Phase I study of single-agent anti-programmed death-1 (MDX-1106) in refractory solid tumors: Safety, clinical activity, pharmacodynamics, and immunologic correlates

Julie R. Brahmer, Charles G. Drake, Ira Wollner, John D. Powderly, Joel Picus, William H. Sharfman, Elizabeth Stankevich, Alice Pons, Theresa M. Salay, Tracee L. McMiller, Marta M. Gilson, Changyu Wang, Mark Selby, Janis M. Taube, Robert Anders, Lieping Chen, Alan J. Korman, Drew M. Pardoll, Israel Lowy, Suzanne L. Topalian

Research output: Contribution to journalArticle

Abstract

Purpose: Programmed death-1 (PD-1), an inhibitory receptor expressed on activated T cells, may suppress antitumor immunity. This phase I study sought to determine the safety and tolerability of anti-PD-1 blockade in patients with treatment-refractory solid tumors and to preliminarily assess antitumor activity, pharmacodynamics, and immunologic correlates. Patients and Methods: Thirty-nine patients with advanced metastatic melanoma, colorectal cancer (CRC), castrate-resistant prostate cancer, non-small-cell lung cancer (NSCLC), or renal cell carcinoma (RCC) received a single intravenous infusion of anti-PD-1 (MDX-1106) in dose-escalating six-patient cohorts at 0.3, 1, 3, or 10 mg/kg, followed by a 15-patient expansion cohort at 10 mg/kg. Patients with evidence of clinical benefit at 3 months were eligible for repeated therapy. Results: Anti-PD-1 was well tolerated: one serious adverse event, inflammatory colitis, was observed in a patient with melanoma who received five doses at 1 mg/kg. One durable complete response (CRC) and two partial responses (PRs; melanoma, RCC) were seen. Two additional patients (melanoma, NSCLC) had significant lesional tumor regressions not meeting PR criteria. The serum half-life of anti-PD-1 was 12 to 20 days. However, pharmacodynamics indicated a sustained mean occupancy of > 70% of PD-1 molecules on circulating T cells ≥ 2 months following infusion, regardless of dose. In nine patients examined, tumor cell surface B7-H1 expression appeared to correlate with the likelihood of response to treatment. Conclusion: Blocking the PD-1 immune checkpoint with intermittent antibody dosing is well tolerated and associated with evidence of antitumor activity. Exploration of alternative dosing regimens and combinatorial therapies with vaccines, targeted therapies, and/or other checkpoint inhibitors is warranted.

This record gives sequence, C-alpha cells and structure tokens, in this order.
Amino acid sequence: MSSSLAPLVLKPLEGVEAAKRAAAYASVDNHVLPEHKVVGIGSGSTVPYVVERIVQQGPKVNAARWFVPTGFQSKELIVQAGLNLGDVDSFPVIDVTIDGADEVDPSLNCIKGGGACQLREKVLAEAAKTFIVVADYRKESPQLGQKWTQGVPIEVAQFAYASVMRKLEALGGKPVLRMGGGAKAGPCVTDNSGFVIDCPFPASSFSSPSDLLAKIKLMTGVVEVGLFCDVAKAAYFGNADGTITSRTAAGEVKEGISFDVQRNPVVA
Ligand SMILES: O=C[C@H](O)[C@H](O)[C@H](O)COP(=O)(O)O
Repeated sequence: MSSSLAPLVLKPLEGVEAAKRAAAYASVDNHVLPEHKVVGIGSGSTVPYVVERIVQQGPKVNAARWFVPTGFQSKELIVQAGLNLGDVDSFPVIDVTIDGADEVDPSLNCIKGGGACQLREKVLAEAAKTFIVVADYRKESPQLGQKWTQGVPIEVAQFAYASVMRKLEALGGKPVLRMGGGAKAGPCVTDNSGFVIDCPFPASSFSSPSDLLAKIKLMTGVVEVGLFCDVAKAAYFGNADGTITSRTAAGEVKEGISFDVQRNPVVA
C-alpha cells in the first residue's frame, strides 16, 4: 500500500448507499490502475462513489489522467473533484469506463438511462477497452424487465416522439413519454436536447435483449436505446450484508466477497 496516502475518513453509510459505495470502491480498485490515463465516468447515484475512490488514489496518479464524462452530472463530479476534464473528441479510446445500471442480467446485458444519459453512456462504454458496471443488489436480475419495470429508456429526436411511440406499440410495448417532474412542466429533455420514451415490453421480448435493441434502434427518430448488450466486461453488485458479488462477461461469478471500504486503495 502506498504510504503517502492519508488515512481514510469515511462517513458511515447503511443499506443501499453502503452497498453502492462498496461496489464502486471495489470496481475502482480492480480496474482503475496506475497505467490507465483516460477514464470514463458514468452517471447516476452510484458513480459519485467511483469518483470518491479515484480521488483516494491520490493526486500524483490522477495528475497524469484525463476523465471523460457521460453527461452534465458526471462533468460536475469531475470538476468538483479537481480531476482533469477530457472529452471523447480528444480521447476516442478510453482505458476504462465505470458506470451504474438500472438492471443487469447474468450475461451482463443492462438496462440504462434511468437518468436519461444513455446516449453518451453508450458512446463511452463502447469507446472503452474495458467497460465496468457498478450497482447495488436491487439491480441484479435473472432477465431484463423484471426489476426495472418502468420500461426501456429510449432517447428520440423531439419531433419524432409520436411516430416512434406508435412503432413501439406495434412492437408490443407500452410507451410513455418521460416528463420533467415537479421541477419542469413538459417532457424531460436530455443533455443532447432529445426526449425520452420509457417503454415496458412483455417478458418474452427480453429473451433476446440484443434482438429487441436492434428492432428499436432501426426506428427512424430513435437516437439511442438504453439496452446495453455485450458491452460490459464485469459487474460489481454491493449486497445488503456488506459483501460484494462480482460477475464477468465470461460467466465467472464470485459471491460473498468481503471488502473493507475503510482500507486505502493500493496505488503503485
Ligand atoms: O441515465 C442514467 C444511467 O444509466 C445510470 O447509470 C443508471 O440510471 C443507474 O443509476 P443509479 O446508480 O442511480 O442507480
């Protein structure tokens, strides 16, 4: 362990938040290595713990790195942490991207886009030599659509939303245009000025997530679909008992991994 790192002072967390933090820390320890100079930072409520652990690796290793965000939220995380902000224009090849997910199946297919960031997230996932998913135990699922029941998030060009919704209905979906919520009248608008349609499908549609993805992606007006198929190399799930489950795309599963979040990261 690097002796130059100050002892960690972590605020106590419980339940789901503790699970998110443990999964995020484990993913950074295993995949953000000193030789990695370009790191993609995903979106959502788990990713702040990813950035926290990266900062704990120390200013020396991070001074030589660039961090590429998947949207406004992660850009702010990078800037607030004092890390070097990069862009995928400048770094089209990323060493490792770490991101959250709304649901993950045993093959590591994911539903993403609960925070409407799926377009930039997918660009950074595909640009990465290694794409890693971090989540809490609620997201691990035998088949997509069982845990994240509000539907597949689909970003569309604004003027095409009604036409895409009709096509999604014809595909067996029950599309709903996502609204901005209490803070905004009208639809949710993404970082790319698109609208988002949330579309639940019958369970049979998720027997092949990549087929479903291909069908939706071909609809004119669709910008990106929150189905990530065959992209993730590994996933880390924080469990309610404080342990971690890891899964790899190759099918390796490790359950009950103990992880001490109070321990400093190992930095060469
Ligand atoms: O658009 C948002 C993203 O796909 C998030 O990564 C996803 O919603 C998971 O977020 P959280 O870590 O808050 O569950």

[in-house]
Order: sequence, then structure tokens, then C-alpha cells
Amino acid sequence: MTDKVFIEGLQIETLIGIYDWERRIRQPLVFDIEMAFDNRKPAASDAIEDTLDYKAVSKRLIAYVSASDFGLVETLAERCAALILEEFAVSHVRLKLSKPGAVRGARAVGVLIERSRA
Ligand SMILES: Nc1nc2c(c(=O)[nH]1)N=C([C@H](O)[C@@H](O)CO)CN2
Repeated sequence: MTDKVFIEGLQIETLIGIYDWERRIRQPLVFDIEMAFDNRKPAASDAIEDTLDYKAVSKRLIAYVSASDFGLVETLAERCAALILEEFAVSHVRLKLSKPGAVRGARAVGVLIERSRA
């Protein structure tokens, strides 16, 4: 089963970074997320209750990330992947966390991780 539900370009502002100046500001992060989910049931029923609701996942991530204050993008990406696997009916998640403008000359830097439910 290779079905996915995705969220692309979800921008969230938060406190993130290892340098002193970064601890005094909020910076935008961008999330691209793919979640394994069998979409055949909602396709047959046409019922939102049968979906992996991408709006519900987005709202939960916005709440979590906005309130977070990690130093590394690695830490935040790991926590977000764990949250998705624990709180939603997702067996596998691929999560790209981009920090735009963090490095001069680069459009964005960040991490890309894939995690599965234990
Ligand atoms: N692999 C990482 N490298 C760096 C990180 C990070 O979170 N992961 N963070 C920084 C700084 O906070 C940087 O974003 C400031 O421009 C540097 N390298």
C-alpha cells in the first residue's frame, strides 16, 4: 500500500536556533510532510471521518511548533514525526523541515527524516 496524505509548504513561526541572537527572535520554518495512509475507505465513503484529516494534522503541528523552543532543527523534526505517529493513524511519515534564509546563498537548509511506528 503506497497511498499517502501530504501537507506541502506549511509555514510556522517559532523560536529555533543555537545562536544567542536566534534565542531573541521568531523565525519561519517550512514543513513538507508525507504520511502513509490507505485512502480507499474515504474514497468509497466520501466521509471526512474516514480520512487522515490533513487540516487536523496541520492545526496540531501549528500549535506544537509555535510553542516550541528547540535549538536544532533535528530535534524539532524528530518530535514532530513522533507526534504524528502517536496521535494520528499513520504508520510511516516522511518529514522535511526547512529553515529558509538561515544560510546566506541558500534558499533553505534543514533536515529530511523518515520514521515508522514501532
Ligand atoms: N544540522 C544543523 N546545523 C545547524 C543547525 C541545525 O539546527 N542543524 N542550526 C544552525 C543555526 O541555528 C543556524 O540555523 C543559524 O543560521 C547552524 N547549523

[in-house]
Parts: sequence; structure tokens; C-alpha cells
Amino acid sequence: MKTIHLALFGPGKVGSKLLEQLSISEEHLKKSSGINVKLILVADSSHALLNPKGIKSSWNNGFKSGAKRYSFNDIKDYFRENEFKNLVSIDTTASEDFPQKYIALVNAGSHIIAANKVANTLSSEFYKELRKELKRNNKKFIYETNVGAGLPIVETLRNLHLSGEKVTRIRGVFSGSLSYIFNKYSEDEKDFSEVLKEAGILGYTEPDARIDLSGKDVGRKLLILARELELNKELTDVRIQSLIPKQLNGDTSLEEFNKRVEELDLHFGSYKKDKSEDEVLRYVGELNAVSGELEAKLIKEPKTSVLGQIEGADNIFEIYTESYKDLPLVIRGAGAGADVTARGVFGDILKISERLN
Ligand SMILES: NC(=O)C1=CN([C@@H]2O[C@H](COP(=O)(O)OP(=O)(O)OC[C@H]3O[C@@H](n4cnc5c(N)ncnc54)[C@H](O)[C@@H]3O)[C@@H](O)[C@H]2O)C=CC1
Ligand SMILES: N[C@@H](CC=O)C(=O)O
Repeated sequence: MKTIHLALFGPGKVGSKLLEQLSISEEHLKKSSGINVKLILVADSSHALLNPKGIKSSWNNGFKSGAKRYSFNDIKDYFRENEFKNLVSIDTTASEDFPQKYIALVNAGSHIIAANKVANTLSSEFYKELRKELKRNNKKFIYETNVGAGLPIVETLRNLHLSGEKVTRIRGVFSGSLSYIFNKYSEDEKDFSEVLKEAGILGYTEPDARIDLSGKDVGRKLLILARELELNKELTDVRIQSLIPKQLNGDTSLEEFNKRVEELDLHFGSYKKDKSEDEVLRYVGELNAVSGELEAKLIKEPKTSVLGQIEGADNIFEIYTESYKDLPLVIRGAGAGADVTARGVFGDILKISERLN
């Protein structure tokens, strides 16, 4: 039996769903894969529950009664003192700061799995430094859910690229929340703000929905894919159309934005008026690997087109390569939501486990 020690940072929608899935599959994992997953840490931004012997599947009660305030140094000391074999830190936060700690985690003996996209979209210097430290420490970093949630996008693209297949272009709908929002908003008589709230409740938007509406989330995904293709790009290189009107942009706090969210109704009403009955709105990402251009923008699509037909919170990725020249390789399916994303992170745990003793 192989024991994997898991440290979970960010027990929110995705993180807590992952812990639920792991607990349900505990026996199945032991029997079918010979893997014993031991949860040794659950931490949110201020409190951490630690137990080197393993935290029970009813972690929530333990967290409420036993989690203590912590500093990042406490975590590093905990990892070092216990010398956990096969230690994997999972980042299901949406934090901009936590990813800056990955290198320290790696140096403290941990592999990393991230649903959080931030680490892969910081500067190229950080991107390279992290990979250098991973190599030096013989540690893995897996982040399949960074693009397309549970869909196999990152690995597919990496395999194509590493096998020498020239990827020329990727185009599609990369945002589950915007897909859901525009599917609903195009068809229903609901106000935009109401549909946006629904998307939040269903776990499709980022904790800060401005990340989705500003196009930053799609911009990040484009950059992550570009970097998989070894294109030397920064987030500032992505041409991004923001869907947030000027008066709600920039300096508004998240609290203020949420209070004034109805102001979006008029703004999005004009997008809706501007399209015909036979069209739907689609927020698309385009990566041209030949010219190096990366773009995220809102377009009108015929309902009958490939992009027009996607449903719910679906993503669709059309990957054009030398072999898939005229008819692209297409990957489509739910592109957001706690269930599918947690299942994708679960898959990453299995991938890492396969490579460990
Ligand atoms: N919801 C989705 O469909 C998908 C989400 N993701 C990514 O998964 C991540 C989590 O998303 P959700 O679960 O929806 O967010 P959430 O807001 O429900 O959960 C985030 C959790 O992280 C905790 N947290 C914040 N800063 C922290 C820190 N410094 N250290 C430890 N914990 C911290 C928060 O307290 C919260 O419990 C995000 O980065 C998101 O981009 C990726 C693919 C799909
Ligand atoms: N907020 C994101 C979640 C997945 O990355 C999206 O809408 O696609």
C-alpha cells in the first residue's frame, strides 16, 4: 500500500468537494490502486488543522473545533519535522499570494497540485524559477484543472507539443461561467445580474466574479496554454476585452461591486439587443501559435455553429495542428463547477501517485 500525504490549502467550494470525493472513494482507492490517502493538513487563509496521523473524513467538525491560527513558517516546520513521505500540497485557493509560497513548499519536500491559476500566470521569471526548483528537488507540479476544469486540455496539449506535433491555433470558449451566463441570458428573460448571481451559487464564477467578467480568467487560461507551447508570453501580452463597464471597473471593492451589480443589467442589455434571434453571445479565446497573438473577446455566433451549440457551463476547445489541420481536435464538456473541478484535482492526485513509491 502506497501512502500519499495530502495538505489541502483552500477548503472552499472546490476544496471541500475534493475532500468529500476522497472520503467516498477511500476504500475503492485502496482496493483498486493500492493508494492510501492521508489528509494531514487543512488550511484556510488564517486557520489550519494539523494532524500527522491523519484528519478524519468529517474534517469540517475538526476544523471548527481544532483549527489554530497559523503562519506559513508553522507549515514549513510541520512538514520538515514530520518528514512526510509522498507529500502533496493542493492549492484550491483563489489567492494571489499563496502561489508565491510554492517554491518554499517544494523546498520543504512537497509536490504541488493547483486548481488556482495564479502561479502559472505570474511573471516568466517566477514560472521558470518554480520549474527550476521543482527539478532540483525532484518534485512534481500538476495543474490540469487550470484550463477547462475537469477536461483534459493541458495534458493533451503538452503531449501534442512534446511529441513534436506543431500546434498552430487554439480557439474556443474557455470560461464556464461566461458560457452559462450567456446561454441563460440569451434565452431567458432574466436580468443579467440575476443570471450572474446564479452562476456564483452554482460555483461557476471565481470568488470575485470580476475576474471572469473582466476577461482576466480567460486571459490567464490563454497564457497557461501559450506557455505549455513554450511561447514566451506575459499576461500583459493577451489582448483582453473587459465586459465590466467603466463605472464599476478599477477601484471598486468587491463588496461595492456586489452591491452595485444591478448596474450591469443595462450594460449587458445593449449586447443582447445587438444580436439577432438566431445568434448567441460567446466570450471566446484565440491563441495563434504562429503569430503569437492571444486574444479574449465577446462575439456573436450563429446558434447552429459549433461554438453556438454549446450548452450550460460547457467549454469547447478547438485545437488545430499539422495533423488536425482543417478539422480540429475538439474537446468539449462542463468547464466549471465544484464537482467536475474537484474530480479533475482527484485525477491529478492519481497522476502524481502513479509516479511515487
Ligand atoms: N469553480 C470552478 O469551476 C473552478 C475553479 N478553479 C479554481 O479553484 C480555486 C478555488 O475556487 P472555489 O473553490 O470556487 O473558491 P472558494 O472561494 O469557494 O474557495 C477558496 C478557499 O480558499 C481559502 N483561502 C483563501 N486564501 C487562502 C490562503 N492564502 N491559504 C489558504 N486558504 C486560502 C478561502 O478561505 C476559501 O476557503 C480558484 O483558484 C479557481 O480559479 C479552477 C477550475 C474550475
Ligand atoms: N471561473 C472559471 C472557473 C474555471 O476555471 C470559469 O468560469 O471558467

Original languageEnglish (US)
Pages (from-to)3167-3175
Number of pages9
JournalJournal of Clinical Oncology
Volume28
Issue number19
DOIs
StatePublished - Jul 1 2010

ASJC Scopus subject areas

  • Oncology
  • Cancer Research

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